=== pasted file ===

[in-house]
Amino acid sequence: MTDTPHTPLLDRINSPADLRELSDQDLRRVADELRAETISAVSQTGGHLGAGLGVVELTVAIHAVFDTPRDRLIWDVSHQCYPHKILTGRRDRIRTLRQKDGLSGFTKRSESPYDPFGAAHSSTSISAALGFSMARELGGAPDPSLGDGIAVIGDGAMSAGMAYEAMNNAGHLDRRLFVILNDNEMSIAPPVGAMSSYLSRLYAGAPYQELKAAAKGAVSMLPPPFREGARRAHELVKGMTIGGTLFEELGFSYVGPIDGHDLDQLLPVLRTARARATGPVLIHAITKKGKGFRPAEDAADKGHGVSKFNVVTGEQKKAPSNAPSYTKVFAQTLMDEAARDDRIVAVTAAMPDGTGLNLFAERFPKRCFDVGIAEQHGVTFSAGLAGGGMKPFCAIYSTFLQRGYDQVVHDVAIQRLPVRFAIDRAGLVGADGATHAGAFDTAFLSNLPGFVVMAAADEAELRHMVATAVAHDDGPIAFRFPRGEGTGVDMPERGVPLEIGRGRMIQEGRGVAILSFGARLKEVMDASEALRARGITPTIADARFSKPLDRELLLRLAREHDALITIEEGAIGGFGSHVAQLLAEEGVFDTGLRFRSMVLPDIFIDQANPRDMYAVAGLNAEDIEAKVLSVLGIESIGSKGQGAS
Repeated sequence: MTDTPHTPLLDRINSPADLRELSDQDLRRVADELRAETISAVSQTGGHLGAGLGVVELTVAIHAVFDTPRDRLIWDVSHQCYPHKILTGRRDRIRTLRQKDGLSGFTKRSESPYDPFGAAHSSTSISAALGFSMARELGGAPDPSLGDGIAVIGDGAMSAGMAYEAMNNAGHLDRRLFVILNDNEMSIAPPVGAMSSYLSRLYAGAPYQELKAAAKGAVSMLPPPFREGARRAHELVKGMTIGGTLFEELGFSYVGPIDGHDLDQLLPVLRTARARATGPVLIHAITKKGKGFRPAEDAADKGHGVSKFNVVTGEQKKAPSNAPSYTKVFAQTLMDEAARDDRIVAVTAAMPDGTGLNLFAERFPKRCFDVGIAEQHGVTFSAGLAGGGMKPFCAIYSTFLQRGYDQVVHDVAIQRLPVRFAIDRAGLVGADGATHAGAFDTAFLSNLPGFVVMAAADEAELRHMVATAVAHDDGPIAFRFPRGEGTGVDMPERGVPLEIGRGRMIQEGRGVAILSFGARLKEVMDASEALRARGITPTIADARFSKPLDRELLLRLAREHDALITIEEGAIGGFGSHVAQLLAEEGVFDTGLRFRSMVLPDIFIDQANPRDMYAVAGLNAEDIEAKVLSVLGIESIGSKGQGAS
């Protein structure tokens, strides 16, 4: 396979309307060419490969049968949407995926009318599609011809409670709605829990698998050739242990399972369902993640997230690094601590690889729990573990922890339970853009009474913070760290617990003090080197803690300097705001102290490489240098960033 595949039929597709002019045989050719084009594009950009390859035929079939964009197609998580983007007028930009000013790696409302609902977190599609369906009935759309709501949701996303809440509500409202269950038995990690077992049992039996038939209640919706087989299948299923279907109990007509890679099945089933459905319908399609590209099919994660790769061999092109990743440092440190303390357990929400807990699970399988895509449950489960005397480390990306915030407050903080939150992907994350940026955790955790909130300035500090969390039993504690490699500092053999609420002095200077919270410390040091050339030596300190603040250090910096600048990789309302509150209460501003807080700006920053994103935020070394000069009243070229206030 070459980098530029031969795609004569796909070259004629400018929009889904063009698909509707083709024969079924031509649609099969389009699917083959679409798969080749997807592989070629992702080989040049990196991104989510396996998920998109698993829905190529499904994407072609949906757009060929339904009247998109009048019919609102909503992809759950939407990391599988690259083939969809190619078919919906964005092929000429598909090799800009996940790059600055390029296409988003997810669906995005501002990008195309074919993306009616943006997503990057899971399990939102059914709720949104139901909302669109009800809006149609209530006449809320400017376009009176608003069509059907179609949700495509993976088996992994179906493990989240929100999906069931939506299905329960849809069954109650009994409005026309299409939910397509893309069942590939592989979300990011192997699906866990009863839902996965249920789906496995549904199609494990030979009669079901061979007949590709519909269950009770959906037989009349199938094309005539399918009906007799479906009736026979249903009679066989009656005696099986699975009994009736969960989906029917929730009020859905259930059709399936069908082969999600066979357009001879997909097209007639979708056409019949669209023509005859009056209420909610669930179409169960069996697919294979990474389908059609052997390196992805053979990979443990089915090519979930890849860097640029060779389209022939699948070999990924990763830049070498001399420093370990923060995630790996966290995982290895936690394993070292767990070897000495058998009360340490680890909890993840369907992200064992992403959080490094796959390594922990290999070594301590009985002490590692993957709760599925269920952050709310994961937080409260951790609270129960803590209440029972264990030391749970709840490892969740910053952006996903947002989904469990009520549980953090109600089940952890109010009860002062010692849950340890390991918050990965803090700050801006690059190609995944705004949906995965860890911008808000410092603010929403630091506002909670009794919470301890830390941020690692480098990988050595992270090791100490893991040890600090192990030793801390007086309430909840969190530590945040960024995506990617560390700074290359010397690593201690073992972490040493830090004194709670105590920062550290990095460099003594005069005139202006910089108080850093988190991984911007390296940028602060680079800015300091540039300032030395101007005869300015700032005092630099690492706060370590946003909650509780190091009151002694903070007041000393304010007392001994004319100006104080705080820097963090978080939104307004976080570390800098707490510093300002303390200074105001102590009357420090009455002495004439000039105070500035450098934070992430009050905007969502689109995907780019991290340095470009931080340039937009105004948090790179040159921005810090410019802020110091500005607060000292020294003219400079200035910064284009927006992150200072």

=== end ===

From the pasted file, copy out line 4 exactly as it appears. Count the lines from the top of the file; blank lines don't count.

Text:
């Protein structure tokens, strides 16, 4: 396979309307060419490969049968949407995926009318599609011809409670709605829990698998050739242990399972369902993640997230690094601590690889729990573990922890339970853009009474913070760290617990003090080197803690300097705001102290490489240098960033 595949039929597709002019045989050719084009594009950009390859035929079939964009197609998580983007007028930009000013790696409302609902977190599609369906009935759309709501949701996303809440509500409202269950038995990690077992049992039996038939209640919706087989299948299923279907109990007509890679099945089933459905319908399609590209099919994660790769061999092109990743440092440190303390357990929400807990699970399988895509449950489960005397480390990306915030407050903080939150992907994350940026955790955790909130300035500090969390039993504690490699500092053999609420002095200077919270410390040091050339030596300190603040250090910096600048990789309302509150209460501003807080700006920053994103935020070394000069009243070229206030 070459980098530029031969795609004569796909070259004629400018929009889904063009698909509707083709024969079924031509649609099969389009699917083959679409798969080749997807592989070629992702080989040049990196991104989510396996998920998109698993829905190529499904994407072609949906757009060929339904009247998109009048019919609102909503992809759950939407990391599988690259083939969809190619078919919906964005092929000429598909090799800009996940790059600055390029296409988003997810669906995005501002990008195309074919993306009616943006997503990057899971399990939102059914709720949104139901909302669109009800809006149609209530006449809320400017376009009176608003069509059907179609949700495509993976088996992994179906493990989240929100999906069931939506299905329960849809069954109650009994409005026309299409939910397509893309069942590939592989979300990011192997699906866990009863839902996965249920789906496995549904199609494990030979009669079901061979007949590709519909269950009770959906037989009349199938094309005539399918009906007799479906009736026979249903009679066989009656005696099986699975009994009736969960989906029917929730009020859905259930059709399936069908082969999600066979357009001879997909097209007639979708056409019949669209023509005859009056209420909610669930179409169960069996697919294979990474389908059609052997390196992805053979990979443990089915090519979930890849860097640029060779389209022939699948070999990924990763830049070498001399420093370990923060995630790996966290995982290895936690394993070292767990070897000495058998009360340490680890909890993840369907992200064992992403959080490094796959390594922990290999070594301590009985002490590692993957709760599925269920952050709310994961937080409260951790609270129960803590209440029972264990030391749970709840490892969740910053952006996903947002989904469990009520549980953090109600089940952890109010009860002062010692849950340890390991918050990965803090700050801006690059190609995944705004949906995965860890911008808000410092603010929403630091506002909670009794919470301890830390941020690692480098990988050595992270090791100490893991040890600090192990030793801390007086309430909840969190530590945040960024995506990617560390700074290359010397690593201690073992972490040493830090004194709670105590920062550290990095460099003594005069005139202006910089108080850093988190991984911007390296940028602060680079800015300091540039300032030395101007005869300015700032005092630099690492706060370590946003909650509780190091009151002694903070007041000393304010007392001994004319100006104080705080820097963090978080939104307004976080570390800098707490510093300002303390200074105001102590009357420090009455002495004439000039105070500035450098934070992430009050905007969502689109995907780019991290340095470009931080340039937009105004948090790179040159921005810090410019802020110091500005607060000292020294003219400079200035910064284009927006992150200072």